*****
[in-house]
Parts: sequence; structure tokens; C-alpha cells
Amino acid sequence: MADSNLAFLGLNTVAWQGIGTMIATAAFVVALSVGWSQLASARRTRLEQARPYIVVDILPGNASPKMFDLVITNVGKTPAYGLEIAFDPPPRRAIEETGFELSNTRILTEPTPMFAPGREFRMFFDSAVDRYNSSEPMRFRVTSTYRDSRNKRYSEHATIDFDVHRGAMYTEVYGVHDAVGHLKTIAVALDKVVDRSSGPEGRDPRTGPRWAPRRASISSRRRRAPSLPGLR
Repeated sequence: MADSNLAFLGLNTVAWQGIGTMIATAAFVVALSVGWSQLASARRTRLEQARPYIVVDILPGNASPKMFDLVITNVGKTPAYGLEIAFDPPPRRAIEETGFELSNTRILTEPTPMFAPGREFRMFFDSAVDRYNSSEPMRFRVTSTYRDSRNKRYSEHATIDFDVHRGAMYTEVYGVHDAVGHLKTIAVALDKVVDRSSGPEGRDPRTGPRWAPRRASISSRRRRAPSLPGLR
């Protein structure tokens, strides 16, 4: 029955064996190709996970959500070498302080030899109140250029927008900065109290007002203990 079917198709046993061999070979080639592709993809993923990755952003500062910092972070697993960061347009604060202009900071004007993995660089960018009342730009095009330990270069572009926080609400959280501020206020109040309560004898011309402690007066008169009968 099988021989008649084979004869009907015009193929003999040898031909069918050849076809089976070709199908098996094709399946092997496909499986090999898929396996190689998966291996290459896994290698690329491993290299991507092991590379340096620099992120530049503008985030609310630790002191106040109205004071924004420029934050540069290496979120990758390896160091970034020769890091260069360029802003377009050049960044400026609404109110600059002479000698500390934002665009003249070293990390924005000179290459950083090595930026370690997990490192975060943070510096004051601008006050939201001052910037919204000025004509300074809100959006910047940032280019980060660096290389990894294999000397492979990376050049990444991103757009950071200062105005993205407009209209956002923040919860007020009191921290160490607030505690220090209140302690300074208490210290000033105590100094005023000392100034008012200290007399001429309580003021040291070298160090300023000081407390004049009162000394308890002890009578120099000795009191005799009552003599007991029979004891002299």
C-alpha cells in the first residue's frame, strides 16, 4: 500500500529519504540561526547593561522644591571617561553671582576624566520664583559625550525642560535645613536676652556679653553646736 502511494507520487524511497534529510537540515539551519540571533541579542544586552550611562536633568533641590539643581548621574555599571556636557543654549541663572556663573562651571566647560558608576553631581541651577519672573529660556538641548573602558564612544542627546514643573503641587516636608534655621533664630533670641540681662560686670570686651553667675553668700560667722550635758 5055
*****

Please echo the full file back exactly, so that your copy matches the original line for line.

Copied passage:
[in-house]
Parts: sequence; structure tokens; C-alpha cells
Amino acid sequence: MADSNLAFLGLNTVAWQGIGTMIATAAFVVALSVGWSQLASARRTRLEQARPYIVVDILPGNASPKMFDLVITNVGKTPAYGLEIAFDPPPRRAIEETGFELSNTRILTEPTPMFAPGREFRMFFDSAVDRYNSSEPMRFRVTSTYRDSRNKRYSEHATIDFDVHRGAMYTEVYGVHDAVGHLKTIAVALDKVVDRSSGPEGRDPRTGPRWAPRRASISSRRRRAPSLPGLR
Repeated sequence: MADSNLAFLGLNTVAWQGIGTMIATAAFVVALSVGWSQLASARRTRLEQARPYIVVDILPGNASPKMFDLVITNVGKTPAYGLEIAFDPPPRRAIEETGFELSNTRILTEPTPMFAPGREFRMFFDSAVDRYNSSEPMRFRVTSTYRDSRNKRYSEHATIDFDVHRGAMYTEVYGVHDAVGHLKTIAVALDKVVDRSSGPEGRDPRTGPRWAPRRASISSRRRRAPSLPGLR
């Protein structure tokens, strides 16, 4: 029955064996190709996970959500070498302080030899109140250029927008900065109290007002203990 079917198709046993061999070979080639592709993809993923990755952003500062910092972070697993960061347009604060202009900071004007993995660089960018009342730009095009330990270069572009926080609400959280501020206020109040309560004898011309402690007066008169009968 099988021989008649084979004869009907015009193929003999040898031909069918050849076809089976070709199908098996094709399946092997496909499986090999898929396996190689998966291996290459896994290698690329491993290299991507092991590379340096620099992120530049503008985030609310630790002191106040109205004071924004420029934050540069290496979120990758390896160091970034020769890091260069360029802003377009050049960044400026609404109110600059002479000698500390934002665009003249070293990390924005000179290459950083090595930026370690997990490192975060943070510096004051601008006050939201001052910037919204000025004509300074809100959006910047940032280019980060660096290389990894294999000397492979990376050049990444991103757009950071200062105005993205407009209209956002923040919860007020009191921290160490607030505690220090209140302690300074208490210290000033105590100094005023000392100034008012200290007399001429309580003021040291070298160090300023000081407390004049009162000394308890002890009578120099000795009191005799009552003599007991029979004891002299």
C-alpha cells in the first residue's frame, strides 16, 4: 500500500529519504540561526547593561522644591571617561553671582576624566520664583559625550525642560535645613536676652556679653553646736 502511494507520487524511497534529510537540515539551519540571533541579542544586552550611562536633568533641590539643581548621574555599571556636557543654549541663572556663573562651571566647560558608576553631581541651577519672573529660556538641548573602558564612544542627546514643573503641587516636608534655621533664630533670641540681662560686670570686651553667675553668700560667722550635758 5055